by Prof. J. N. Sharma
Bhagwaan Gopinath Ji was one of the most eminent saints who have ever
graced the sacred land of India. Unlike the other saints, he was called Bhagwaan
in his lifetime as all the six attributes which that word stands for were seen
in him. He was a jeevanmukta, having attained mukti or liberation while still in
the gross body, to which he was not attached in the least. His spiritual state
was what the Shaivites call Shaambhavi avasthaa (the state of Shiva Himself) and
the Vendandns, Brahmisthiti (the state of ever dwelling in Brahman, or God
without a form).
With his spiritual power,
he did a lot of good to spiritual aspirants, house-holders and the country. He
had a peculiar way of bringing sinners around to the path of virtue. Though
utterly detached, he, in his later life, showed much concern for the country and
its people. Now, according to S.N. Fotedar, his biographer and one of his senior
disciples, he also exercises a beneficent influence on the modern age and its
Gopinath, one of the
several brothers and sisters, was born in a middle-class Kashmiri Pandit family
at Banamohalla, Srinagar, Kashmir on 3rd July, 1898. His mother, Shrimad
Haara-Maali, passed away when he was only twelve, and his father, Pandit Narayan
Joo Bhan, when he (Bhagwaan Ji) was in his late twenties.
Gopinath was educated only
upto the Middle Standard, but had absorbed well whatever he had been taught at
school. He would very rarely, though utter beautiful English sentences even in
later life, when he used to be absorbed in the Self most of the time. He was
also conversant with Sanskrit, Persian, Hindi and Urdu.
When Gopinath was only 10,
Pandit Narayan Joo Bhan reliquisted the possession of his residendal house,
along with most other belongings, to his step-mother. The family continued to
live in Srinagar, but had to shift residence from place to place.Thus,
Bhagwaanji lived in 11 different houses, besides his ancestral house. These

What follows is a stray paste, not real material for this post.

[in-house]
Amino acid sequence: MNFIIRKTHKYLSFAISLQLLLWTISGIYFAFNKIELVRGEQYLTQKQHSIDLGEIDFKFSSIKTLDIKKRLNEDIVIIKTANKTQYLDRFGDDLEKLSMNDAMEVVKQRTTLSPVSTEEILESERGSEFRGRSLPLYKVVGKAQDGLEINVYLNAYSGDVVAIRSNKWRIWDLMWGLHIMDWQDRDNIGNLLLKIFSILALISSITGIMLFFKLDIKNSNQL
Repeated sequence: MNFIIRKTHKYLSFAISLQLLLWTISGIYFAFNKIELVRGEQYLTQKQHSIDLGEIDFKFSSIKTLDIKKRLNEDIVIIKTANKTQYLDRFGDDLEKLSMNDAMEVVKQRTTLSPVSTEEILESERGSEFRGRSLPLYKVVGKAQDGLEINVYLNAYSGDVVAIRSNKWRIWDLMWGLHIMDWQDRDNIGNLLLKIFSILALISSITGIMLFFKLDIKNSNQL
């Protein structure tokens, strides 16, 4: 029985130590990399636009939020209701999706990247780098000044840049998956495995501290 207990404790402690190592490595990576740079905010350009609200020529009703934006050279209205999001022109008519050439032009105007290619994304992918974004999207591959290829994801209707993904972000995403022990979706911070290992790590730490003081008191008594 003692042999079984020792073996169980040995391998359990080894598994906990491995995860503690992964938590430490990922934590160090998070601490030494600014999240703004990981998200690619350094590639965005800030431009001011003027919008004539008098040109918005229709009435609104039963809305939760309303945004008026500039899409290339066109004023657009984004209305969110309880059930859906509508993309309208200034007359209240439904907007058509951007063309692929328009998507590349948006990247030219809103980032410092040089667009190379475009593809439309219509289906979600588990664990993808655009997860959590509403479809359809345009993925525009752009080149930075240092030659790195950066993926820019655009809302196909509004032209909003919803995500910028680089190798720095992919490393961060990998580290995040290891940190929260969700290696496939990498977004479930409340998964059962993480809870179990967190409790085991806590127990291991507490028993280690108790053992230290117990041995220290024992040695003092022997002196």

included the house of a niece of his at Chondapora where he gave up the mortal
frame on 28h May.
The family being in dire
financial strains Gopinath was asked to take up some work so at the young age of
about 15 or 16, he started working at a local printing press as a compositor.
He, however, gave up that job after three years. In his 20, he ran a grocer's
shop, here he seemed to be generally absent-minded, being absorbed in
meditation. The family pressed him to marry, hoping that marriage would bind him
to the world, and so he would be a permanent financial support, but he was
adamant in his refusal.
As a young man, Gopinath
stood out for his bravery, fearlessness and hatred of dishonesty. Another
notable feature of hls youth was his longing to visit the great saints of that
time. The ones he visited included Swami Baalak Kaw, popularly known as Baalji,
Swami Jeewan Saheb and Swami Zana Kak Tufchi, Gopinath remained a celebate all
He regarded lust as the
greatest obstacle to self-realisation. Here is an incident worth mentioning in
this connection. Some friends once forced the youag Gopinath to visit a coutesan,
along with themselves. At the very sight of her, he felt such a revulsion that
he called her a witch and reprimanded her in very harsh language. Then, he
advised, her to live a virtuous life. However, thinking that poverty must have
forced her to take to a sinful life, he in his characteristically compassionate
manner, threw a rupee-coin towards her before leaving her room.
His hatred of lust was
noticed throughout his later life was well. Once, among the many visitors, there
was a woman sitting before him. At the very sight of her, he started beating her
with nis long iron tongs, and chased her away. Returning to his seat, he told
the others that the unchaste woman had visited two friends that morning, and
then had come to him steeped in sin.
He felt happy whenever a
celebrate came to see him though he never asked a house-holder disciple or
devotee to give up his wife and children in pursuit of Self-realisation.
Bhagwaan was above all
considerations of caste, creed and nationality. From 1947 onwards, the people of
all creeds would go to see him and he would shower his live and compassion
equally on all. Once he said, in answer to a devotee's question. Is Hindu one
and Muslim another?
leanings were discernible in the child Gopinath from the early year of seven or
eight. That he visited some great saints in his youth. Most probably, he did so
to find out a guru who would initiate him formally. It was not generally known